Protesting Westboro Baptist Church Protesters at a Protest

When I was growing up, my parents would regularly remind me how lucky my brother and I were to live in a country where protest was as acceptable (and remains so) as it was — in Communist Romania, people marching the streets with signs jeering President Ceaucescu would have been arrested. People who marched down the street jeering then President Clinton would face no such problem as was evidenced by all the people calling for his resignation during the Lewinsky scandal that seemed to rock the United States for awhile.

Consider now the case of the Westboro Baptist Church — they are no strangers to the notion of protest as they have demonstrated hundreds of times at funerals and other solemn occasions. They first came to my attention (and, indeed, national attention) when they protested at the funeral of Matthew Shephard, a young man who was beaten and left for dead tied to a fence on a country road because he was gay. The Westboro members came to the funeral with signs indicating they felt Matthew was burning in Hell for his sins and that he was a big sinner and it was good of G-d to effectively kill him.

In the many years that have passed since this protest there have been numerous efforts to stop their protests, all of which have failed on the basis of the group’s protests being protected under free speech laws. What has been generally more effective, however, has been the protesting of the protestors — surely to the dismay of said protestors. There are different ways in which the WBC has been a target of protest, some more effective than others.

The first, and funniest sort of counter protest is when people turn up to the protests with funny signs of their own. You can see some examples of these signs here. There are signs that specifically reply to Westboro signs (“Soldiers rock!” as a response to the ones thanking G-d for dead soldiers) and those that just mock them (“G-d hates tiny fuzzy kittens” as a response to the multiple signs stating everything that they purport that G-d hates) and the silly (The two men posing for a photo wearing shirts that say “He’s” on one and “Gay” on the other.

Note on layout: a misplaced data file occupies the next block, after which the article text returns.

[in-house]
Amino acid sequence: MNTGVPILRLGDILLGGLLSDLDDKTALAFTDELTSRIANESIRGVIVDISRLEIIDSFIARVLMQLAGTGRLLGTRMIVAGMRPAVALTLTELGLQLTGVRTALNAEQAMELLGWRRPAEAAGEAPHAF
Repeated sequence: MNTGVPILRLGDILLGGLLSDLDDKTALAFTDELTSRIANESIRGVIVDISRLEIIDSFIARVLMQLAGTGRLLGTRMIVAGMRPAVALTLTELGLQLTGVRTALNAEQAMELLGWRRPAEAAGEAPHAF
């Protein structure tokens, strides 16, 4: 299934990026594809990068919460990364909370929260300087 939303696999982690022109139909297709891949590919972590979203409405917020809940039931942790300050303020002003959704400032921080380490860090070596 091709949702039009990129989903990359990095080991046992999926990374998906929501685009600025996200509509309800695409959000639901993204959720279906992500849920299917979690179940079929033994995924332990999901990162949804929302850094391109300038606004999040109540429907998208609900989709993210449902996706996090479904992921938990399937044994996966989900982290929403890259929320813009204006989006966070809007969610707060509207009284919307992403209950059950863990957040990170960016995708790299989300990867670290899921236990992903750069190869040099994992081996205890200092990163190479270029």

Another kind of counter-protest is more related to specifically when a soldier’s funeral that is being protested. These counter protests are less protests in nature and more of a sort of protection — a shield, so to speak. Organizations like the Patriot Guard Riders get invited to military funerals where they show up in full uniform and stand around the perimeter of the funeral procession and make sure that the mourners do not see any upsetting sights such as people holding signs that say that their son was killed as a punishment from G-d, G-d forbid.

In what seems like the most odd counter protest, members of the also controversial Ku Klux Klan (known for their own brand of hatred and discrimination) have clashed with the Church on occasion, bringing two brute forces together — it intrigued me to read about this protest even with all of the negativity associated with the Klan.

Ultimately, despite some misperceptions about what free speech means, the Westboro Baptist Church will continue protesting and therefore the good people who disagree with their vitriolic message must continue to protest back.

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